The headlines read “Five pubs close everyday” The rate at which the steel windows are mounted in pubs is quite depressing and appears to be escalating. What can be the reasons for all this? Not so long ago, Grimsby was teeming with pubs, especially before the virtual closure of the fish docks. Going for a drink was the national pastime in the  days before television and other diversions came about and it was comparatively inexpensive. It was a place to meet for conversation, darts, crib and a pint to go with your fag.

    Ah yes – the fag! Now could the smoking ban be at the bottom of things? There’s no doubt that a large proportion of pubgoers of both sexes enjoy a cigarette and these people are obliged to smoke outside whatever the weather. It has to be said that the areas provided for this purpose are a pretty poor substitute for the warmth and comfort of the inside. For all the cover from the elements, you can’t stop the wind from entering a largely unenclosed booth or a canopy.

    Once upon a time, the only music in the pub came from a jukebox or from a local Mrs Mills (remember her?) playing a battered and usually untuned piano, often referred to as a janglebox. These days, there is piped music. Years ago some premises had background music to create an atmosphere. This was of a laid-back nature and was termed ‘musak’ after the firm which specialised in providing it. Today, all that you get is awful identikit dreck which  is played far too loud, making conversation difficult and furthermore, there are speakers in every corner and  there is no opportunity to escape it. Then of course, there is the disco that likewise is heard all over the pub but, worst of all is the dreaded karaoke. When first introduced here from Japan, it bombed but amazingly the second time around, it became enormously successful. It’s popular with landlords, obviously because it’s dirt cheap but entertainment it aint!

    Then there’s the beer. Before pubs attracted the interest of the venture capitalists and property companies, they were largely owned and run by brewery firms e.g. Hewitt’s of Grimsby. The beer on offer was exclusive to them but attracted a loyal following. Some smaller towns had a dominance of a sole brewer and the inhabitants had no other choice if they wanted a night out. These days and especially so with the massive choice of ales from small independent breweries and the influence of CAMRA, there is less reason to concentrate on a limited range and people are becoming more discerning. Even younger people are discovering that there is life the other side of lager. Unfortunately in this area, too many pubs stock the same brands. Why should one patronise one pub over another if it sells the same products, provides the same entertainment and has a smoking shelter?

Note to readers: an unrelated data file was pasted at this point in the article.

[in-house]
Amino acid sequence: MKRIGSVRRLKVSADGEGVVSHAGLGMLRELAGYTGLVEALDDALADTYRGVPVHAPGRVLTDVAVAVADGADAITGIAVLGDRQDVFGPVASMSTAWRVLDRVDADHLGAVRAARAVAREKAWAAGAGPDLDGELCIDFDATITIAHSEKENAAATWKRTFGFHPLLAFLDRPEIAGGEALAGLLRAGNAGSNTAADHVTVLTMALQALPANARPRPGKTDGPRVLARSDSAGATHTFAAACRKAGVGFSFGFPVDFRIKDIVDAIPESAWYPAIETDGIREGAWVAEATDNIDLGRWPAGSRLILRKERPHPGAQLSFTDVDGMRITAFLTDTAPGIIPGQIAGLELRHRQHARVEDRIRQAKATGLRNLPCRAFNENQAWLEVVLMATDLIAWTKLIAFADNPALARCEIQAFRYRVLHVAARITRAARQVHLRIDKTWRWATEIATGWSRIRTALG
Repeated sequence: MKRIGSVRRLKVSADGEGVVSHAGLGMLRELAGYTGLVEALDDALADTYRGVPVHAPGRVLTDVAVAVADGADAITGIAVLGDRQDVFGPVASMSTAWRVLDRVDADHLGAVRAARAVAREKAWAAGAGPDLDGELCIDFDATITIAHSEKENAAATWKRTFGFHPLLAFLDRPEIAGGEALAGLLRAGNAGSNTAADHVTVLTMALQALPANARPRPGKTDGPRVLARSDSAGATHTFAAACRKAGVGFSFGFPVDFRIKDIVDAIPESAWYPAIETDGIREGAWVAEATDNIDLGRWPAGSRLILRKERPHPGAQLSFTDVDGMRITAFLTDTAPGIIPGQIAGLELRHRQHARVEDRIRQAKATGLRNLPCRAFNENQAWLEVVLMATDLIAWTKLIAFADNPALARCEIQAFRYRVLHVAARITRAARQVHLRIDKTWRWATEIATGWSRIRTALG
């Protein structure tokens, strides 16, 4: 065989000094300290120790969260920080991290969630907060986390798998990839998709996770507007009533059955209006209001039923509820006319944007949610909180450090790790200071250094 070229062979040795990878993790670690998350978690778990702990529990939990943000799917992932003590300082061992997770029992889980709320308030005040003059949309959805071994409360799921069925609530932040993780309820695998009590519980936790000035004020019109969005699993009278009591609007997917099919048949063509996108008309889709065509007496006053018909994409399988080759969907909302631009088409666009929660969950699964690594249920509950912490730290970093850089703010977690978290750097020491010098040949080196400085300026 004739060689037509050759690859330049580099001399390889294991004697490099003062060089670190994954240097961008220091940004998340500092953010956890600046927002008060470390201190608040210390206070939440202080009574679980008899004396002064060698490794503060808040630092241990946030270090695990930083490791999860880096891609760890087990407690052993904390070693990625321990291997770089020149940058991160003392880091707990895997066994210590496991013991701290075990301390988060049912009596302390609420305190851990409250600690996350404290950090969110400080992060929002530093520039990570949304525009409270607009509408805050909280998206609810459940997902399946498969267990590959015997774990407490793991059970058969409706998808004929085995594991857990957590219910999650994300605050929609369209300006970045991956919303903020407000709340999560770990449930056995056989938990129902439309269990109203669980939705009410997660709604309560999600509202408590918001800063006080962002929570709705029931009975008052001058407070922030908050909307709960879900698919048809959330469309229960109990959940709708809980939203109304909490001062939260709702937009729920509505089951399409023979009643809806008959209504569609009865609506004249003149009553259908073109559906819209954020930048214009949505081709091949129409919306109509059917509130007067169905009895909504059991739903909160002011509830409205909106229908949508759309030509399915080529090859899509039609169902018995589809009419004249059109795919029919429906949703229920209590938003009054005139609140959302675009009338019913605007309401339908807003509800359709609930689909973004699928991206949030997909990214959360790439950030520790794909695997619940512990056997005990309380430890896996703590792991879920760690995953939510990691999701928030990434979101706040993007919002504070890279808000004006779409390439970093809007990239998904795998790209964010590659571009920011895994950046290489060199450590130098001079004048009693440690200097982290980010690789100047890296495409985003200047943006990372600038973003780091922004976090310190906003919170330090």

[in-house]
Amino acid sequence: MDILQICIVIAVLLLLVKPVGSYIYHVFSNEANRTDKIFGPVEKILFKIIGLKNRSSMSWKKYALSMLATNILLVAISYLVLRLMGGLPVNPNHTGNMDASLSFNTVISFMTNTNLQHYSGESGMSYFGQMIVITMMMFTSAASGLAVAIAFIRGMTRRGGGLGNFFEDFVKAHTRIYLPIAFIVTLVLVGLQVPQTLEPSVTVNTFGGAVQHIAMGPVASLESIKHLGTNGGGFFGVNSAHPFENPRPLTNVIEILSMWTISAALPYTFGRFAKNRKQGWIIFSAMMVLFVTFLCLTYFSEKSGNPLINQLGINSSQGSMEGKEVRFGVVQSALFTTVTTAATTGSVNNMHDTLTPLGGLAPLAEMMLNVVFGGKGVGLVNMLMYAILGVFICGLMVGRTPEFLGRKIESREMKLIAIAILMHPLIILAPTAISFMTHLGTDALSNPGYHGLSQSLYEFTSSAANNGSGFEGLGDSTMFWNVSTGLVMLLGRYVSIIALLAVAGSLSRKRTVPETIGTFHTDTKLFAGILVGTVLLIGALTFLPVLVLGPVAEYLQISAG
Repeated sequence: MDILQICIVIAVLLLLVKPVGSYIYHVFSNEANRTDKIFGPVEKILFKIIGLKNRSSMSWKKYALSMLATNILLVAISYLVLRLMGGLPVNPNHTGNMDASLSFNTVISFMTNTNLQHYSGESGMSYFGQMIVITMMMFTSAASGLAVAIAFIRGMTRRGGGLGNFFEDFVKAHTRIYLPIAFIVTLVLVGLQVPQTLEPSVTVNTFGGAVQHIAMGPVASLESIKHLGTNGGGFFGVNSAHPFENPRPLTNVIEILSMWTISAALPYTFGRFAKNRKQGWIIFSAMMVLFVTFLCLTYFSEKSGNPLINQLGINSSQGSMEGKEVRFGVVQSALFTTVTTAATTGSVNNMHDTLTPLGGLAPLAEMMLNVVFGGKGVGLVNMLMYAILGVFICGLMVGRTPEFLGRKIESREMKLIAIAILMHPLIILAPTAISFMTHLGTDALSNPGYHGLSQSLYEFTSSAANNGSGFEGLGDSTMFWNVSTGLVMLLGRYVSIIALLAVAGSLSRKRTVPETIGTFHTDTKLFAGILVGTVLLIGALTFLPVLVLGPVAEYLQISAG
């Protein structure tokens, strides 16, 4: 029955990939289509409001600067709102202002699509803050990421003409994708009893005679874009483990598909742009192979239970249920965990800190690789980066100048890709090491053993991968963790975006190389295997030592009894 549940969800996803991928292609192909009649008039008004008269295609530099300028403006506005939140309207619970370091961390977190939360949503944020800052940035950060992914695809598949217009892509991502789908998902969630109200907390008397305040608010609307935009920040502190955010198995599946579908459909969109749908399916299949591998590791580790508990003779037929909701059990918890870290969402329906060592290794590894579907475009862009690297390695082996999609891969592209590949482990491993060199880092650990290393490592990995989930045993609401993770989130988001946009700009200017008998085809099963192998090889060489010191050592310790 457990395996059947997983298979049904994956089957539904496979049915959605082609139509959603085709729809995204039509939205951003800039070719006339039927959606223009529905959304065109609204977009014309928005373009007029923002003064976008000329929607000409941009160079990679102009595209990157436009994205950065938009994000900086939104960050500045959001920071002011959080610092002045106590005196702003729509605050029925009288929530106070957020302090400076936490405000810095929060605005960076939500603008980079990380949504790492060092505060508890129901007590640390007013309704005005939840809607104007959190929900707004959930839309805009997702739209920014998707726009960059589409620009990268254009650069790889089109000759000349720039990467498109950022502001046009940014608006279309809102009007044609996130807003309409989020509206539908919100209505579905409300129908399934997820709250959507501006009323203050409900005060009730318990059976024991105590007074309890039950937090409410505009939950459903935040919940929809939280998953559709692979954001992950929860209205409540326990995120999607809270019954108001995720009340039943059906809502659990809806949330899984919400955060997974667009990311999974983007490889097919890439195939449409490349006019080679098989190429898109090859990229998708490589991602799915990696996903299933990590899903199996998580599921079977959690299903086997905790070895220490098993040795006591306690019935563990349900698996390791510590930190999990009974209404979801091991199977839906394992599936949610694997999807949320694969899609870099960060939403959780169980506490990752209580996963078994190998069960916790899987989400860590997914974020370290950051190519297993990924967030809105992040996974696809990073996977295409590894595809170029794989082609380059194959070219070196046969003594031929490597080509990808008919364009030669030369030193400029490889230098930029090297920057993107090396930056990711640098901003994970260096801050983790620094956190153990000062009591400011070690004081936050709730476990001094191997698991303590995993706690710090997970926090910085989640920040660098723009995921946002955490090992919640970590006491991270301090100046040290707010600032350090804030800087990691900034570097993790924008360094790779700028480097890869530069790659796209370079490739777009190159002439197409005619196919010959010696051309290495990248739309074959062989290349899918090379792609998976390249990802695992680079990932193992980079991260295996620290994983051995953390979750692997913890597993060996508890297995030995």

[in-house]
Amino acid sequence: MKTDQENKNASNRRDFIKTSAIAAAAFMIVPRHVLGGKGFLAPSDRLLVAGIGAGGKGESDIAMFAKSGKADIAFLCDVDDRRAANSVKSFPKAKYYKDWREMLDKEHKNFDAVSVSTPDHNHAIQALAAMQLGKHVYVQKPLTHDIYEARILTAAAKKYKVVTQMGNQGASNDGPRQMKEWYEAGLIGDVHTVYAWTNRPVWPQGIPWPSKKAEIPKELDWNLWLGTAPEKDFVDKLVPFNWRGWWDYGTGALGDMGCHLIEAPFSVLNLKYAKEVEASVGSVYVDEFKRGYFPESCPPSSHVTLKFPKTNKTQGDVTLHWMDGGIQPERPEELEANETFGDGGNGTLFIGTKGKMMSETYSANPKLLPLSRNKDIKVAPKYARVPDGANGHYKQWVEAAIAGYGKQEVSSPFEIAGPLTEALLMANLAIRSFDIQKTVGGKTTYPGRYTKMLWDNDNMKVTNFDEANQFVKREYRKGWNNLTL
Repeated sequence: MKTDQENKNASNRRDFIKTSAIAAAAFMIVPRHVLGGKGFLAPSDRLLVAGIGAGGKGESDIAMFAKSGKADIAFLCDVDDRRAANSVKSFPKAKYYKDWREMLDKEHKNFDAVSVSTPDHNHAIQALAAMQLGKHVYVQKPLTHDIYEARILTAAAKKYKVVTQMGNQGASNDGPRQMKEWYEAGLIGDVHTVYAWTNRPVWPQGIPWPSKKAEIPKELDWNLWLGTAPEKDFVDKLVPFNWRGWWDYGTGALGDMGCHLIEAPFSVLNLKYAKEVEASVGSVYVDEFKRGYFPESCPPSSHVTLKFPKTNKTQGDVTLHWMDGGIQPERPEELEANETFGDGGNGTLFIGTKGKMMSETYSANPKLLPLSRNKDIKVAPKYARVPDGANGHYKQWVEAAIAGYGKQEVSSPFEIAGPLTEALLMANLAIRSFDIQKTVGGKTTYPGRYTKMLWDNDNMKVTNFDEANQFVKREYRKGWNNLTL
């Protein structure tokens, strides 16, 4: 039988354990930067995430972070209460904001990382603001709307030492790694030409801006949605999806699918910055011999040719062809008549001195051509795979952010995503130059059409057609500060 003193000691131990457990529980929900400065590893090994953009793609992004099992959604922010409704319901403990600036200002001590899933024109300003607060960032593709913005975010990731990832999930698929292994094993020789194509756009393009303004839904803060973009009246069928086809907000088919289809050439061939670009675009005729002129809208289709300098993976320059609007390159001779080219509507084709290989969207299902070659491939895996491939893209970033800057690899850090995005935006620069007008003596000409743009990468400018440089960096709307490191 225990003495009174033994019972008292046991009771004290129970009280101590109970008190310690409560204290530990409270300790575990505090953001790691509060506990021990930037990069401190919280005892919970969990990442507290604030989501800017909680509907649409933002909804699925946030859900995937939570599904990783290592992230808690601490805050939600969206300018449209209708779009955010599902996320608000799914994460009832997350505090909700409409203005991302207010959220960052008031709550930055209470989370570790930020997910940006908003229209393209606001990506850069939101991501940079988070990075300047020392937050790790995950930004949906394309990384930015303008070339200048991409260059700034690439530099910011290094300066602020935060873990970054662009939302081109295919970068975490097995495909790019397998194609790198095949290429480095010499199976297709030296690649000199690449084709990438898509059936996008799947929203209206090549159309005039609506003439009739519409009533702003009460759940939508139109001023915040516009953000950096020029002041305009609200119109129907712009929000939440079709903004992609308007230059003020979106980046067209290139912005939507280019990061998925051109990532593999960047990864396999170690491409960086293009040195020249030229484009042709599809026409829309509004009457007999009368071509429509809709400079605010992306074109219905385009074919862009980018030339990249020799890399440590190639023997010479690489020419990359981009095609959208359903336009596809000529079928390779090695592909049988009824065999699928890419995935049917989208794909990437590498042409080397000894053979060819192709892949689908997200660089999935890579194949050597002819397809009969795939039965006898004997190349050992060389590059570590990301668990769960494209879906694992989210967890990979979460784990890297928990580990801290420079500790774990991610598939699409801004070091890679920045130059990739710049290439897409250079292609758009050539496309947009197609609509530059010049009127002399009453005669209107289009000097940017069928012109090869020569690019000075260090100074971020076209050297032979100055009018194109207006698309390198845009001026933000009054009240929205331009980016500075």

The foregoing may go some way towards providing an answer to the question of why pubs are failing but, perhaps the most compelling reason is the high price of a pint in most pubs. Whatever the reason, the lack of custom is threatening the livelihood of the landlord, although another factor leading to closures is the departure of publicans who simply can’t afford to carry on due to the combination of lack of trade coupled with the high rents and stringent conditions loaded on to them by some pub owning companies.

    Some pubs are diversifying and releasing a section for other use i.e. a local Post Office or shop. Unfortunately this isn’t an option for most and at the moment I can’t see an end to it. I do believe though that in most towns there are too many pubs chasing diminishing trade and their departure won’t be an inconvenience to many. If this means that those remaining get their act together and create an atmosphere which the majority of pubgoers want, then some good will come out of the present situation. The phrase ‘Use it or lose it’ couldn’t be more appropriate.

    Tap & Spile
    Originally believed to be a short term closure, it appears that the whole site is up for sale. It looks a sorry mess and has taked on a very forlorn look. Sad for those who remember the good times when a large and changing variety of  real ales was available and the place thriving.

    Brocklesby Ox (Ulceby)

    This fine looking pub has not been demolished. as previously reported. The building will become a Cooperative store.


    A recent closure is this Cleethorpe Road located pub which has an attractive tiled exterior. It survived the blitz but apparently is unable to survive the current climate in which pubs exist. Not just the lease but the entire premises is for sale. It's unimaginable that it would exist in any other form but although it didn't sell real ale, it's still a loss to the drinking community.